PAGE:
I now have learned the 4.2 litre Rocketsports engine, while perhaps even more radically modified, does deliver the goods. That's a place to look for any technology which may be adaptable for road car use. Perhaps none of the secrets built inside these engines are relevant, I don't know. Maybe I can learn a little when I have a picture of one dangling in the air, being prepped for installation at the racetrack.

Racing days are alot of fun, so I will be looking forward to enjoying some new ones. The five years I spent participating in motorsports was a long time ago, but the lessons I learned are valuable ones. All of the experienced and brilliant people I worked under had one thing in common: it was a question they shared, in recognition of their own abilities and how to improve them. I still try to remember to keep it in my toolbox. No matter how each day had ended, with their driver on the podium - or washing down a mouthful of dust- the question was always the same...

What did we learn today?


Andrew Bernstein
British Auto Care
 
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  #18  
Old 04-12-2009, 01:19 PM
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I merely gave some info which wasnít presented in the topic and it wasnít directed to you, more for others to understand that it takes major work to make significant improvements.

That you suggest here I am pretentious is a bit out of line, but if it is your thing to judge people you donít know, then who am I.

back to topic which I liked,

The challenge imho is to get cost effective/intelligent improvements, and for a NA car to get RAM air system would fall into that category depending on price. 2 MAFS is not simple, but Iíll bet you can find someone who knows about electronics/circuit boards to make from 2 signals 1 signal to the ECU.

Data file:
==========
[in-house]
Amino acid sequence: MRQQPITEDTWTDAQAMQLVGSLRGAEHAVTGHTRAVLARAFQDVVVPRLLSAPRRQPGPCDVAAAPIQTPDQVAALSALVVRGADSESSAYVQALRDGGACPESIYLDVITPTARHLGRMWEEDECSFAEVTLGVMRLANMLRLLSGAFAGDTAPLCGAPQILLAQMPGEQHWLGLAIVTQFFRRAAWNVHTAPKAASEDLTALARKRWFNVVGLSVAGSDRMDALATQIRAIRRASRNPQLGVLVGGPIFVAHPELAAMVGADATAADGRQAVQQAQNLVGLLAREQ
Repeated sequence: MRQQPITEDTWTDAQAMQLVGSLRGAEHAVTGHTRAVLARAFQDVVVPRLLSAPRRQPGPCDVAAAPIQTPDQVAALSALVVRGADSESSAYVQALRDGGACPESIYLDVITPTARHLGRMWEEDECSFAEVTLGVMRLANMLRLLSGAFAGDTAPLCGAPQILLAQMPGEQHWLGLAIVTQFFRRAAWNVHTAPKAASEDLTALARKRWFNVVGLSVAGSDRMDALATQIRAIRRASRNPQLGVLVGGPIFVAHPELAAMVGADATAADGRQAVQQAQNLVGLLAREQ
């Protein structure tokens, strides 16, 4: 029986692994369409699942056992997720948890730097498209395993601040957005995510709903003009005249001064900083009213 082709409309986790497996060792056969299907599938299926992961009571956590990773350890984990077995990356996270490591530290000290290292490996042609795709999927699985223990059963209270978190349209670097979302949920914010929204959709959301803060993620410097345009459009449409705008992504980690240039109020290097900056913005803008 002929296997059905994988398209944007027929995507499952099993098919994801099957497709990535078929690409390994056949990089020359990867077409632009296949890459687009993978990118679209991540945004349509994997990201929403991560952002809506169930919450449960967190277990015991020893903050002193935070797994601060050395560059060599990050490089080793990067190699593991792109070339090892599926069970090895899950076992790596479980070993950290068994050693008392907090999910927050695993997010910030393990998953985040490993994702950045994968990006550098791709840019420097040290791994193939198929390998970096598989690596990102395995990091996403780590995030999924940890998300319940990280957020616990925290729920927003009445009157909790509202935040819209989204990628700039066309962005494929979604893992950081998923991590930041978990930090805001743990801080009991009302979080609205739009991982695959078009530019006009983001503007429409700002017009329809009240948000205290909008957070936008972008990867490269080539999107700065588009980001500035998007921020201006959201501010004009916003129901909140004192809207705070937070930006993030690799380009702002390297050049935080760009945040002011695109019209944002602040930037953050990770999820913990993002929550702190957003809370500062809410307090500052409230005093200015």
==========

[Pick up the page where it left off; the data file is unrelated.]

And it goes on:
For the XK8/R ram air is also relatively easy to do, and even without reverting back to 2 MAFs, not sure for a XJ8 though.

You might want to look what AM has done with the AMV8 to get more horses out of the jaguar NA engine (although not sure how much is comparable I have to admit), maybe some ideas could be carried over. I have only focused myself on my car, so donít know much about NA cars. If the NA has the same sort of reserves as the SC, which might be very possible, then boring out the block with the new technique AM is using to get to 4.7 might be interesting to consider. Maybe it would still be more cost effective to have custom pistons etc made, even if the ones from AM could be used. The only area I would have a first concern would be the 5hp25 gearbox if you think about 4.0 cars.